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Format of Original

9 p.

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Source Publication

Business Horizons

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Original Item ID

DOI: 10.1016/j.bushor.2013.01.010


Business school publications are widely criticized for their lack of managerial or teaching relevance. One reason for this criticism is that business school scholarship is typically evaluated purely in terms of one type of work: academic journal articles that are meant to be read by other scholars. However, academics produce multiple types of publications, and business schools serve a wider range of stakeholders. These other stakeholders are often central to the schools’ purposes and may be critical in acquiring resources. These stakeholders probably prefer to see scholarship that is relevant for students or for practitioners. They may prefer scholarship that is ethically relevant or regionally relevant and otherwise different from the model that dominates U.S. journals. Technologies are now available to measure the impact of writings in a much wider range of venues than covered by the Social Sciences Citation Index in the Web of Science. Moreover, a wider range of measures, such as the size of writings’ readership, may be needed. We consider these issues and present some recommendations, arguing that faculty evaluations should follow an intentional strategy and not necessarily conform to the traditional default.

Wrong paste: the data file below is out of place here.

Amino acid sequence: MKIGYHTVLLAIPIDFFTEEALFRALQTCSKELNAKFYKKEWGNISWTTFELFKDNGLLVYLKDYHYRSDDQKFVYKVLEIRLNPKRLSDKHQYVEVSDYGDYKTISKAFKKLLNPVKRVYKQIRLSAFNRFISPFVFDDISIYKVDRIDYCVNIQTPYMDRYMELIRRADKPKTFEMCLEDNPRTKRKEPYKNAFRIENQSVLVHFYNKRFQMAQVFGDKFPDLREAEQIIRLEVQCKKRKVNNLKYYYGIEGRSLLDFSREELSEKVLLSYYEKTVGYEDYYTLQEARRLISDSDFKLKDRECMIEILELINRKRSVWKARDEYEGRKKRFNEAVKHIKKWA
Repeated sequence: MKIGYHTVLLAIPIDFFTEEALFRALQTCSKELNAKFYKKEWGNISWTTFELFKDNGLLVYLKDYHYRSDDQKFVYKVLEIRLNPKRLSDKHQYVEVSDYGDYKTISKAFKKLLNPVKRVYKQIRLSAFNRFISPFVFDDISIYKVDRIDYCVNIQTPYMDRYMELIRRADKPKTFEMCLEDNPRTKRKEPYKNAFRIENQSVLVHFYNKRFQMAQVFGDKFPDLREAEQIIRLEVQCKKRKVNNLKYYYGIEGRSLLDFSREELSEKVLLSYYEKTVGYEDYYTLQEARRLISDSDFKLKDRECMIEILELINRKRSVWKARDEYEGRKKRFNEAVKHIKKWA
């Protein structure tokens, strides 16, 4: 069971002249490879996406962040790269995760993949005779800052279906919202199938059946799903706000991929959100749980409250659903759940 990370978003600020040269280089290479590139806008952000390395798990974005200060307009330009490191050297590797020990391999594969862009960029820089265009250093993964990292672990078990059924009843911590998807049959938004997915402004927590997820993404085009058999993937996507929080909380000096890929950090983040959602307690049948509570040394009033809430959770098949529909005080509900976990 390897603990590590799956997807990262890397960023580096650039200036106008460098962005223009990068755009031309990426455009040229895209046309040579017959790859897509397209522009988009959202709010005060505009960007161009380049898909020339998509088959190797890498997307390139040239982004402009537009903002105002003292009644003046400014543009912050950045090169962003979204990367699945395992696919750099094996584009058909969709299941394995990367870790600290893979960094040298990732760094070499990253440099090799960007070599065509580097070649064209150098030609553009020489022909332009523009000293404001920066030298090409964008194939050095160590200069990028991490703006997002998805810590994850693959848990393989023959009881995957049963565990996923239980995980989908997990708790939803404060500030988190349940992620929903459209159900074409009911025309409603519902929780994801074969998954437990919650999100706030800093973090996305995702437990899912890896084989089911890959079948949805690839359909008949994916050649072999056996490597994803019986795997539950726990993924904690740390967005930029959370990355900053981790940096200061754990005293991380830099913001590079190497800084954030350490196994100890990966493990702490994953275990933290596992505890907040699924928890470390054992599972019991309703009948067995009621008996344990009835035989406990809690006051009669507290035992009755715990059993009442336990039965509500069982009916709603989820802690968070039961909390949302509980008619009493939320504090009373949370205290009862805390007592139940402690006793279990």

Accepted version. Business Horizons, Vol. 56, No. 3 (May-June 2013): 323-331. DOI.

NOTICE: this is the author’s version of a work that was accepted for publication in Business Horizons. Changes resulting from the publishing process, such as peer review, editing, corrections, structural formatting, and other quality control mechanisms may not be reflected in this document. Changes may have been made to this work since it was submitted for publication. A definitive version was subsequently published in Business Horizons, VOL 56, ISSUE 3, (May-June 2013) DOI.

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